And then in the sort of, if you will, ’12 and ’13 period, the $64 million doesn’t recur, but we expect $40 million to recur either in the form of continued provider fees, the bulk of which is the fact that the Pennsylvania fees in multi-year program already as it’s been put into place. And then what you see – if we don’t see continued provider fee out of California or otherwise, we expect to see restoration of some of the state supplemental payments or other things, which would keep us from $40 million run rate Medicaid funding increase level in those years relative to what we had in 2010.

Gary Taylor – Citigroup

Great. That's perfect. Just the last follow-up. As we are modeling quarterly EBITDA in ‘11, presumably, we have California in the first quarter. But from the Pennsylvania perspective or from that $40 million run rate perspective to I guess avoid the issue of kind of what's in the EBITDA, what's not in the EBITDA, is there – do you think that $40 million runs ratably through the year, or are we just going to have to live with it being lumpier than that?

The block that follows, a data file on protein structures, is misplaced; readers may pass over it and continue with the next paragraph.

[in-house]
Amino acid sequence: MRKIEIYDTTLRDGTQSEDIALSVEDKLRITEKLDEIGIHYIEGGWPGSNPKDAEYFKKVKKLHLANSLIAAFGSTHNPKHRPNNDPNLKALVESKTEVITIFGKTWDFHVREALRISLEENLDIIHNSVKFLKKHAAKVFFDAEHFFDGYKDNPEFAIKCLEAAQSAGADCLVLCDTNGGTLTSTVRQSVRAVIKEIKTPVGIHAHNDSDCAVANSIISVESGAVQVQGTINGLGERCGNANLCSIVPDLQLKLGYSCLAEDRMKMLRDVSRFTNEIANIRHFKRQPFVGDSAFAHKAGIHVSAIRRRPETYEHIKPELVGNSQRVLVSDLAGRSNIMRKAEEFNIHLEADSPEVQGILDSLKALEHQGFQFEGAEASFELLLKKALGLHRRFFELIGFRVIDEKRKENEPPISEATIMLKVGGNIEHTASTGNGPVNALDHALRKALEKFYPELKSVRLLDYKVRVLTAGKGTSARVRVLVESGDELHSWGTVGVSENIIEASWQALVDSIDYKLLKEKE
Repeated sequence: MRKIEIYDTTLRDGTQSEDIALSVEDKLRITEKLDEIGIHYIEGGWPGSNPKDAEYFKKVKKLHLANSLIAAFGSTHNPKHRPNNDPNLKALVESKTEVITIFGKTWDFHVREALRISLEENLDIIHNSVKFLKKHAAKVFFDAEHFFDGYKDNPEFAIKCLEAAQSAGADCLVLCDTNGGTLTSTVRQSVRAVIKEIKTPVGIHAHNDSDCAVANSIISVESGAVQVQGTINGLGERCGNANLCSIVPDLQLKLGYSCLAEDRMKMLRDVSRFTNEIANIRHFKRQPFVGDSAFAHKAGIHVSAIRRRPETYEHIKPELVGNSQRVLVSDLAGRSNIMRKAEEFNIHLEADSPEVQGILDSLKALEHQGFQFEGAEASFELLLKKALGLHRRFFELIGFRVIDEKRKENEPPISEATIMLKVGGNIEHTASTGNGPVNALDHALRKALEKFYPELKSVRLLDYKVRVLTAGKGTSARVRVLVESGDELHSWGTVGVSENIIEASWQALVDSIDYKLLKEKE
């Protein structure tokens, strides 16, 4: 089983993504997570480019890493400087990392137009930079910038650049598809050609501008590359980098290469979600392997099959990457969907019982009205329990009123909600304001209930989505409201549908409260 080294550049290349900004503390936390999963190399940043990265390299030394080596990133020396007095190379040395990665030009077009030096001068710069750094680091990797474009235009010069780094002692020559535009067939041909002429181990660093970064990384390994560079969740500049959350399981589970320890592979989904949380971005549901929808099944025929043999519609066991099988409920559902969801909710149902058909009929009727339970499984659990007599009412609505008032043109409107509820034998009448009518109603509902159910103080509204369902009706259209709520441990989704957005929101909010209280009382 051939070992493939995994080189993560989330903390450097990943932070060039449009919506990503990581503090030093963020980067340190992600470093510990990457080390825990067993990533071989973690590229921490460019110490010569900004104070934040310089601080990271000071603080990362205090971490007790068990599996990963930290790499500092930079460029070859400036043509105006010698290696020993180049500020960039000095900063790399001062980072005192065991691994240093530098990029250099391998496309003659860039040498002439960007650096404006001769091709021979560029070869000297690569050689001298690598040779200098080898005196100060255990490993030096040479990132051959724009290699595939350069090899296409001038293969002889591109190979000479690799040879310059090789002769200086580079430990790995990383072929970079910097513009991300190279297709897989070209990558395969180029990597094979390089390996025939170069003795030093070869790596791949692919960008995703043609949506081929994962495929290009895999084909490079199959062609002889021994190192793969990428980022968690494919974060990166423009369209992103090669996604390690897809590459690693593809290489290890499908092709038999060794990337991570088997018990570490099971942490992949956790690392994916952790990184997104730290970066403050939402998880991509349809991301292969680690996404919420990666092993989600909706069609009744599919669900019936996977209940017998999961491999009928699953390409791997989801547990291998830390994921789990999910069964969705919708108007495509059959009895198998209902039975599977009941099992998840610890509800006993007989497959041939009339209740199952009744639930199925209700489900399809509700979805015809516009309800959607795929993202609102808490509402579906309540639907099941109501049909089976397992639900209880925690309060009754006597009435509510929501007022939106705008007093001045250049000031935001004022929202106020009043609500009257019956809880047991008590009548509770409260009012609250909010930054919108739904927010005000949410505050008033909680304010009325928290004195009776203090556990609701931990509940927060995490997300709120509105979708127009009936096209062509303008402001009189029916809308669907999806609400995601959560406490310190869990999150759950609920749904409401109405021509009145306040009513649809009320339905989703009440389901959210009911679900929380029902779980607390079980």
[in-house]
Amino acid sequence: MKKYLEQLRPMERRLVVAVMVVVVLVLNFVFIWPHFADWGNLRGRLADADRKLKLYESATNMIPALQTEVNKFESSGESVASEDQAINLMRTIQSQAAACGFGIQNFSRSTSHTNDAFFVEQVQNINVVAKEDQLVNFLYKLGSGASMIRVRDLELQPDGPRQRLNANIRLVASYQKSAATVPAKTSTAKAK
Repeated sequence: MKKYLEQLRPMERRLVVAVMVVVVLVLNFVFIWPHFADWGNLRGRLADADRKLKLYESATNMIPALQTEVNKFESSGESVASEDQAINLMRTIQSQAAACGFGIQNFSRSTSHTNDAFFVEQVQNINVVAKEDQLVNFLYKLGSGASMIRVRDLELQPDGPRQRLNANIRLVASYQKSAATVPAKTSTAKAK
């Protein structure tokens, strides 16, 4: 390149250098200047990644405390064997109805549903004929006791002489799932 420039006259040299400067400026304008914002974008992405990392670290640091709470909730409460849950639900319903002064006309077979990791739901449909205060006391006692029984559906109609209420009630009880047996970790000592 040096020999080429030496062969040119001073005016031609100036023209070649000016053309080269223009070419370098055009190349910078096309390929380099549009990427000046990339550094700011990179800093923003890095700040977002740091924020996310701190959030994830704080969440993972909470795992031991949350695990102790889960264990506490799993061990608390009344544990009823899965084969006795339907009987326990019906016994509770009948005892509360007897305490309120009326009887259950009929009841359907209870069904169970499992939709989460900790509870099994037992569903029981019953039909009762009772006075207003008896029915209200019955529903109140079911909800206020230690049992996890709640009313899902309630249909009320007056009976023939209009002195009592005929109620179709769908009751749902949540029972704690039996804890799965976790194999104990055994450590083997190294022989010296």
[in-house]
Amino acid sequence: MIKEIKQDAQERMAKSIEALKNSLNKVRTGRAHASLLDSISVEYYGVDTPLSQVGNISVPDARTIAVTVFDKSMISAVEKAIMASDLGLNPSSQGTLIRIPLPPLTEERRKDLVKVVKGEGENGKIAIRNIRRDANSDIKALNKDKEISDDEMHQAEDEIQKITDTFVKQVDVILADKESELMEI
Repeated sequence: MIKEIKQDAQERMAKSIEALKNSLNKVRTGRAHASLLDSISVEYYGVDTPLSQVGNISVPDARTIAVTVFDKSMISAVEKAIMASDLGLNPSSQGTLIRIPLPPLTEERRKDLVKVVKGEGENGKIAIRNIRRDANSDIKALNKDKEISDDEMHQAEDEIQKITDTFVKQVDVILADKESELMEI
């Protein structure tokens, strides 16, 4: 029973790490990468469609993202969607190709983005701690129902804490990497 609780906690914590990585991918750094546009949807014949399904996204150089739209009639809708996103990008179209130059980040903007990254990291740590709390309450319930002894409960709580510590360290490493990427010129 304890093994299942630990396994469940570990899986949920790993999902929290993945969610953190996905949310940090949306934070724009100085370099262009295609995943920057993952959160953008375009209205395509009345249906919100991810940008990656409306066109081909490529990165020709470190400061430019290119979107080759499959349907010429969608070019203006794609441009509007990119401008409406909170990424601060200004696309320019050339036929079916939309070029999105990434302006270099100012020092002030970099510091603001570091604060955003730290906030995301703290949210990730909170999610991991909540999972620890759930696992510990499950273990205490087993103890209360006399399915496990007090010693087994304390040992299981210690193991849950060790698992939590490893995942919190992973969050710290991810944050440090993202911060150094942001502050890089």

Biggs Porter

Ideally, it would run evenly through the year. It could be a little front-end loaded because California program may be front end loaded. But if we get back to this issue of when is it all approved, when is the point where we can record it, it’s just too subjective right now to say exactly how this will appear quarterly. Maybe we’ll have greater visibility to that by the time we report fourth quarter results more fully in detail in February, and we can give a great review of how the year will unfold at that point.

Gary Taylor – Citigroup

Okay. Great. Thank you.

Operator

Our next question comes from the line of Justin Lake with UBS. Please proceed.

Justin Lake – UBS